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How to tie a sheepshank

How to tie a sheepshank

Were you down at the archery range when your scoutmaster showed you how to tie a this handy knot? Wikihow shows you the moves.

The sheepshank is a useful knot for two purposes. It can be used to temporarily shorten a rope or it could be used to allow a rope with a damaged or frayed part to be still used (the damaged part would be in the center, where there is no tension). One of the properties of this knot is that it can get easily undone without tension, so to keep it in place, tension needs to be applied on both sides of the knot.


6 thoughts on “How to tie a sheepshank

  1. Peter says:

    Just make sure you remember how to tie this knot if you are a scoutmaster caught in a war game.

    Adding an additional set of half hitches on the bights will make the knot a bit more stable.

  2. Ben says:

    In my opinion the sheepshank should neither be taught nor used. When exactly do you need to temporarily shorten a rope? Just use what you need and leave a coil of unused rope at one end. If your rope is damaged and you absolutely have to use it you can tie a butterfly knot with the damaged section as the loop. Or you can cut out the damaged section and tie a double fisherman’s knot to re-attach the two ends.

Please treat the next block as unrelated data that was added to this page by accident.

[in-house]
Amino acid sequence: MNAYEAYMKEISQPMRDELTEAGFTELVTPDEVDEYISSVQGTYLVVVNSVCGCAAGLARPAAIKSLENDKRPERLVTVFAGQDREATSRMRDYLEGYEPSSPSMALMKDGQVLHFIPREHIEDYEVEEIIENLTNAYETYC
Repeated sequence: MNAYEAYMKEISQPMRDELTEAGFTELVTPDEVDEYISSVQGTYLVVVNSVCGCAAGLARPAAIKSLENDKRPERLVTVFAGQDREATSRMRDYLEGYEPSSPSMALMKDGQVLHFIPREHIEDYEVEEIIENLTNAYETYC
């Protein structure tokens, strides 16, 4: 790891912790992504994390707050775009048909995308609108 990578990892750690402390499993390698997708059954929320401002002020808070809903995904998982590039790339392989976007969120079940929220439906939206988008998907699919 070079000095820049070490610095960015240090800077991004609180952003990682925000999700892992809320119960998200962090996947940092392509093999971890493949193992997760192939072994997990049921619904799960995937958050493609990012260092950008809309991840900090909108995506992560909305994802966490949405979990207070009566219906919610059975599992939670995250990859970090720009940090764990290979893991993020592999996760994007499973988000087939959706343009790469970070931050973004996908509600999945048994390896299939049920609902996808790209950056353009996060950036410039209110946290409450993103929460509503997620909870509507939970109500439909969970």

Remember, any knot in a rope reduces the resistance and load capacity of the rope by at least 50%.


  3. wirelessmonk says:

    I don’t usually consider myself the “Oh my, someone on the internet is wrong!” kind of guy, but…

    That’s actually a trumpet knot. On a sheepshank, the outer loops are 180 degrees opposite of each other. Small difference, but they are actually two different knots.

    And what Ben posted is absolutely correct. Not only are they unsafe knots (at least with non-natural fiber ropes), they’re pretty much useless. In my 20+ years of knowing how to tie these two knots, I have never once needed to use them. I mean, how often do you need to shorten a length of rope from the middle….

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My interests include writing, electronics, RPGs, scifi, hackers & hackerspaces, 3D printing, building sets & toys. @johnbaichtal

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